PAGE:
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Pfizer Says Vaccine is ‘On Track’ Based on Early Data

Published: November 10, 2020 at 4:48 pm


Pharmaceutical giant Pfizer said that its vaccine research and development is on the right track, and that they are set to apply for emergency use with food and drug authorities in the United States.

According to the company, early vaccine data shows a 90% effectivity in combating the virus.

However, the company clarified, it doesn’t mean that they’ll be able to offer a vaccine in the nearest future.

Pfizer based its findings on data involving 44,000 people, coming from the U.S and five other nations. Analysis showed that, out of the huge number of people enrolled into the research, they’ve seen only 94 infections so far from being injected with the vaccine.

The company declined to give details about the 94 infections, and said that the data is based on early phases of the research. Results and performance data could change near the end of the research.

Pfizer’s top officials expressed positive hope from the early findings of their research.

“We’re in a position potentially to be able to offer some hope,” Pfizer Senior VP of Clinical Development Dr. Bill Gruber, adding that the company and the research team are “encouraged” by the initial results of the trials.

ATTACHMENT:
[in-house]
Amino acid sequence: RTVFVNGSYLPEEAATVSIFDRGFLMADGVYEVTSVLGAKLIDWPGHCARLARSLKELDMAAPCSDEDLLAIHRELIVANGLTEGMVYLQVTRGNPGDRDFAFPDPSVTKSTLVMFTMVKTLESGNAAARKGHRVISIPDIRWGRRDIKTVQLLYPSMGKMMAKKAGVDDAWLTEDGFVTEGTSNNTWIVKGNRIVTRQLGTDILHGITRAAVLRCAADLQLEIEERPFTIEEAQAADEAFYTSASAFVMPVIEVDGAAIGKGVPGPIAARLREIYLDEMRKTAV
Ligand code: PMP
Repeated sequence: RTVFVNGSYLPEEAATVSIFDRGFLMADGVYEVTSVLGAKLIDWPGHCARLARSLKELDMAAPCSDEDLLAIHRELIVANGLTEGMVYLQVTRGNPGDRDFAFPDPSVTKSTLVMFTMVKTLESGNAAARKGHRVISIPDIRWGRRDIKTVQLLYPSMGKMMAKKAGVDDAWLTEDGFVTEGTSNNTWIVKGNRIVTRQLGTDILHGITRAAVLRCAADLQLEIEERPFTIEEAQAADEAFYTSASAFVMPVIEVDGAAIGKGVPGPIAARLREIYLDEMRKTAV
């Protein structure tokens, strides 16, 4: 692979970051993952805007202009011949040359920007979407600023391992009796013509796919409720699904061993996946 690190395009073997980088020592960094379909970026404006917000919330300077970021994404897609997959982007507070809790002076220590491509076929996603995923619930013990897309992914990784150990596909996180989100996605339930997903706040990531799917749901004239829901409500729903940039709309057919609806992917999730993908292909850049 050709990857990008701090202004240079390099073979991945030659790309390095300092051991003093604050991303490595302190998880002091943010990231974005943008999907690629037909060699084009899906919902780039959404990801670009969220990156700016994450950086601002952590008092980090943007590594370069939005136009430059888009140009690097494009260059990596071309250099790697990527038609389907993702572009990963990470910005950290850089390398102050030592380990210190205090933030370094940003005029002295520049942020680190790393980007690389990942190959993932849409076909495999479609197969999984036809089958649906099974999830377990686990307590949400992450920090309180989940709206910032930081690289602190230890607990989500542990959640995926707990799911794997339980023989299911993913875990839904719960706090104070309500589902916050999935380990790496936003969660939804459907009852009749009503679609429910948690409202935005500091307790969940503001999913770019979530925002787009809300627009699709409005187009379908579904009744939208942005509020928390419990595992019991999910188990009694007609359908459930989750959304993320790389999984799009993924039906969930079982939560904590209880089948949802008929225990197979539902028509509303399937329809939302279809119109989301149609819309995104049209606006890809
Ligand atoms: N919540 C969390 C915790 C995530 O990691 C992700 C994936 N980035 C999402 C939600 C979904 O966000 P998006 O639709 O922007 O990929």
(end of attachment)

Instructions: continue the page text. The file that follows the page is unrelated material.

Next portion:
Dr. Gruber said that the company intends to continue testing until they can record 164 infections, which the U.S. Food and Drug Administration has set as an acceptable statistic with which to determine the vaccine’s efficacy. The FDA has set a benchmark of 50% success rate for potential vaccines.

The Pfizer executive also said that they cannot provide any demographical data as of yet, but has said that there are no serious complications so far.

A top expert in Georgetown University also expressed positivity on the potential vaccine. “This is extremely promising,” Dr. Jesse Goodman said, but he also added that they need to see the full detail of the data from Pfizer, if ever.

Dr. Goodman said that they still have to determine the length of the vaccine’s effectiveness, and whether it provides the same results when injected to people of different ages. These questions will be answered as the research progresses.

Dr. Goodman does point out that, if the vaccine works and is approved, it would take a bit more time before the general population can benefit from the inoculation.

Supplies will definitely be limited in the first few months of rolling out, authorities say.

Pfizer is developing the vaccine together with its partner, German pharma BioNTech. Pfizer’s vaccine is one of four being developed in the United States. Its competitor, Moderna Inc., also claims the same progress and are ready to file an application with the FDA this month as well.

Pharmaceutical firms are seeking permission for emergency use, but will still continue testing and research after getting approval. Scientific advisors for the FDA are cautioning against such uses, as it will expose people to unknown risks and will also cast more uncertainty as to the actual performance of the vaccines.

It’s important to let the studies run to their conclusion before being given permission for emergency use, these advisors warned.



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